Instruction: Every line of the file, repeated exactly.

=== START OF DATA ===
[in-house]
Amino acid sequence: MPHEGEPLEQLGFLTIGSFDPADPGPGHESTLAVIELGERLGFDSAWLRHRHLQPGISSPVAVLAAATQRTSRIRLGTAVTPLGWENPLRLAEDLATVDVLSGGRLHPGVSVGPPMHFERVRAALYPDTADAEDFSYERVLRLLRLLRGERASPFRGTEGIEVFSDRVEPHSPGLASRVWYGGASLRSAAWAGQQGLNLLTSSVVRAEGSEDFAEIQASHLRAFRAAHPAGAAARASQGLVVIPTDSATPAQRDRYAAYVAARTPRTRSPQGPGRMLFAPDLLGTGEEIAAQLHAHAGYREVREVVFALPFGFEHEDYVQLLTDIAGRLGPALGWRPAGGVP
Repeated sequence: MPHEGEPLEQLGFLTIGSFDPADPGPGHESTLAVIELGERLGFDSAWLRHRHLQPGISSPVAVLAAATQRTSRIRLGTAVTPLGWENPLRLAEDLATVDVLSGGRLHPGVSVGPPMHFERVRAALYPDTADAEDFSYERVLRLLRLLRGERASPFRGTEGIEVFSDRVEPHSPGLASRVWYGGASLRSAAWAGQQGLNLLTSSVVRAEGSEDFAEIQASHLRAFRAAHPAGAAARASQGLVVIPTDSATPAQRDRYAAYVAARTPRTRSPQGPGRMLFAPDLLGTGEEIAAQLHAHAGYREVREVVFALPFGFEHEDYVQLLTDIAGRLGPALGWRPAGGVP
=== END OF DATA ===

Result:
[in-house]
Amino acid sequence: MPHEGEPLEQLGFLTIGSFDPADPGPGHESTLAVIELGERLGFDSAWLRHRHLQPGISSPVAVLAAATQRTSRIRLGTAVTPLGWENPLRLAEDLATVDVLSGGRLHPGVSVGPPMHFERVRAALYPDTADAEDFSYERVLRLLRLLRGERASPFRGTEGIEVFSDRVEPHSPGLASRVWYGGASLRSAAWAGQQGLNLLTSSVVRAEGSEDFAEIQASHLRAFRAAHPAGAAARASQGLVVIPTDSATPAQRDRYAAYVAARTPRTRSPQGPGRMLFAPDLLGTGEEIAAQLHAHAGYREVREVVFALPFGFEHEDYVQLLTDIAGRLGPALGWRPAGGVP
Repeated sequence: MPHEGEPLEQLGFLTIGSFDPADPGPGHESTLAVIELGERLGFDSAWLRHRHLQPGISSPVAVLAAATQRTSRIRLGTAVTPLGWENPLRLAEDLATVDVLSGGRLHPGVSVGPPMHFERVRAALYPDTADAEDFSYERVLRLLRLLRGERASPFRGTEGIEVFSDRVEPHSPGLASRVWYGGASLRSAAWAGQQGLNLLTSSVVRAEGSEDFAEIQASHLRAFRAAHPAGAAARASQGLVVIPTDSATPAQRDRYAAYVAARTPRTRSPQGPGRMLFAPDLLGTGEEIAAQLHAHAGYREVREVVFALPFGFEHEDYVQLLTDIAGRLGPALGWRPAGGVP